Two additional articles I’d recommend you read that cover vCenter Server Heartbeat are below:
Clustering Support on vCloud Director and vCenter Databases
Using vCenter Heartbeat to Protect Non-vCenter SQL DB? Think Again!
This post first appeared on the Long White Virtual Clouds blog at longwhiteclouds.com, by Michael Webster +. Copyright © 2013 – IT Solutions 2000 Ltd and Michael Webster +. All rights reserved. Not to be reproduced for commercial purposes without written permission.
Having just spoken to the vmware engineer (heartbeat specialist) SSO is currently not supported running from the same server vCenter is running on in a heartbeat environment. As such VCHB is not a valid method of protecting SSO and it must be run on its own. There is a fix expected in U1 due in Q2/3.
Hi Scott, while there are problems that have to be worked around when running SSO on the same host as vCenter and protecting it with Heartbeat this doesn't change the fact that is a supported solution and is documented as such in the VMware product documentation. However, this configuration would not be recommended in the current state due to the problems and defects. The recommended configuration would be to have SSO configured on it's own server, separate from vCenter and then protect that server with vCenter Heartbeat. This would use the same vCenter Heartbeat license. The video included in this article is validated and supported by VMware and supported by VMware Global Support Services. There are other methods of protecting SSO that are documented in VMware KB's.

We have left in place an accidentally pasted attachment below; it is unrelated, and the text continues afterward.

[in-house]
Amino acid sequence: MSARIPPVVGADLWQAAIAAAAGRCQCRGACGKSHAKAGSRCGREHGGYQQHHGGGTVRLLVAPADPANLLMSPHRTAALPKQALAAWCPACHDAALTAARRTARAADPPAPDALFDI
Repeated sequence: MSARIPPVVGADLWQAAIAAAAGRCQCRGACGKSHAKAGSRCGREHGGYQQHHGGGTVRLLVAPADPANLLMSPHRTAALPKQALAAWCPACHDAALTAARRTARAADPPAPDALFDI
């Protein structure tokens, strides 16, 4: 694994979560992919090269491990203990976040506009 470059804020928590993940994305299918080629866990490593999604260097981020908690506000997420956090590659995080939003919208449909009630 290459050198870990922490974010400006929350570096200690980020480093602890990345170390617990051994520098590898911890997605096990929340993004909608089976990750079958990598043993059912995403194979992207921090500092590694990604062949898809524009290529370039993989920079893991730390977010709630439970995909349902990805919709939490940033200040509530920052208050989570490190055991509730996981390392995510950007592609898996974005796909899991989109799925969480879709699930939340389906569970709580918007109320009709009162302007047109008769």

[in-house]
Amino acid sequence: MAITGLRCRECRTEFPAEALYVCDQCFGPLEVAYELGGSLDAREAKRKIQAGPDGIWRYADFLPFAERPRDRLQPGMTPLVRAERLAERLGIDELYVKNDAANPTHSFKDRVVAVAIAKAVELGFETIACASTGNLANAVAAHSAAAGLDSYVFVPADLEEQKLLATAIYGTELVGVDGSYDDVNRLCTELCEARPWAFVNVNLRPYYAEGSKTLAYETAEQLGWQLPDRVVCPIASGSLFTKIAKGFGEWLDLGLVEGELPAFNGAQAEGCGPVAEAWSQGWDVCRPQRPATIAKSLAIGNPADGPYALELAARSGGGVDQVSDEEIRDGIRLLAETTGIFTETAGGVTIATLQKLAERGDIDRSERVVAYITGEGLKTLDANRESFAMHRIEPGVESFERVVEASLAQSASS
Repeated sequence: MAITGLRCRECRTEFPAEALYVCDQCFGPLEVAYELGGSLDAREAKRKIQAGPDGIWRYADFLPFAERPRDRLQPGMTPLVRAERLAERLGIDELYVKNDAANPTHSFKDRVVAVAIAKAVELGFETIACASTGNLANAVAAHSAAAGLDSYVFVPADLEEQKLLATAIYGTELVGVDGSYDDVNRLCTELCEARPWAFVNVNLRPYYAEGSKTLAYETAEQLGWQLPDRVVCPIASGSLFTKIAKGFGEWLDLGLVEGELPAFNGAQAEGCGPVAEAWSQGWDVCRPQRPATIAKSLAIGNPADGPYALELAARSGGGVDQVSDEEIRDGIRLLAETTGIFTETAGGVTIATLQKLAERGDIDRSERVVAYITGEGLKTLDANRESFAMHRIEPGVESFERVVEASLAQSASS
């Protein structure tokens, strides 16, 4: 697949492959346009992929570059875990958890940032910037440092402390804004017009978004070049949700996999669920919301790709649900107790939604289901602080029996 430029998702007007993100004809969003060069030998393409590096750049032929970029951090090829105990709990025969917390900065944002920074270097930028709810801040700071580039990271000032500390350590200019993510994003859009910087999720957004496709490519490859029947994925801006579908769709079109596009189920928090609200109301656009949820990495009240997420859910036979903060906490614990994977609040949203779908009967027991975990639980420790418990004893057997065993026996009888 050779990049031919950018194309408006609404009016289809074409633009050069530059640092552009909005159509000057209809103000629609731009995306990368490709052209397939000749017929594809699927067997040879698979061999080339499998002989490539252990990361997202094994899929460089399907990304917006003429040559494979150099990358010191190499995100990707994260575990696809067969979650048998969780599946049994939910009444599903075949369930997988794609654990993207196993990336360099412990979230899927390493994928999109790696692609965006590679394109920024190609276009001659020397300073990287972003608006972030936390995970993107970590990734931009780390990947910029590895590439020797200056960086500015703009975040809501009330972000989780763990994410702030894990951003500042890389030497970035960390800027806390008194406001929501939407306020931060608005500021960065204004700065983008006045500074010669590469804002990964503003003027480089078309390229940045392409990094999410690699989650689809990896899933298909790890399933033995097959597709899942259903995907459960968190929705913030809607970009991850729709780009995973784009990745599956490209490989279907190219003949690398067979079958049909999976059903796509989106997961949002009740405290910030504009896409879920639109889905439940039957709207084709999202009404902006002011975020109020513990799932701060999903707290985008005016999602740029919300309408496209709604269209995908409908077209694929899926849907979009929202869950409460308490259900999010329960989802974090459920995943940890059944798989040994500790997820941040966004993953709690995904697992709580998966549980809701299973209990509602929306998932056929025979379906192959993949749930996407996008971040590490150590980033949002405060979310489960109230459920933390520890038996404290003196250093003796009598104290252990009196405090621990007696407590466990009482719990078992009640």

Is this lack of support for SSO on the same server as vCenter and protected by VCHB detailed in any VMware KB's anywhere?
What do you mean lack of support? It's supported to be on the same server as vCenter and protected by VCHB. But there is a workaround that needs to be applied to get it to work properly (I don't have the KB off hand). It's just that in the scenario where you have multiple vCenters in play it makes sense to have SSO on it's own VM and not tied to any particular vCenter.
The support comment was in reference to Scott's comment from the VMware engineer re SSO, vCenter and VCHB on the same server. I didn't see anything about this in the VCHB release notes to be honest.
So the issue is really with protecting SSO when multiple vCenters are deployed(linked or not), and how VCHB can be used to protect the SSO service.
If you could find the KB that would be great.
This article helps explain some options for protecting SSO – http://blogs.vmware.com/vsphere/2013/03/vcenter-s….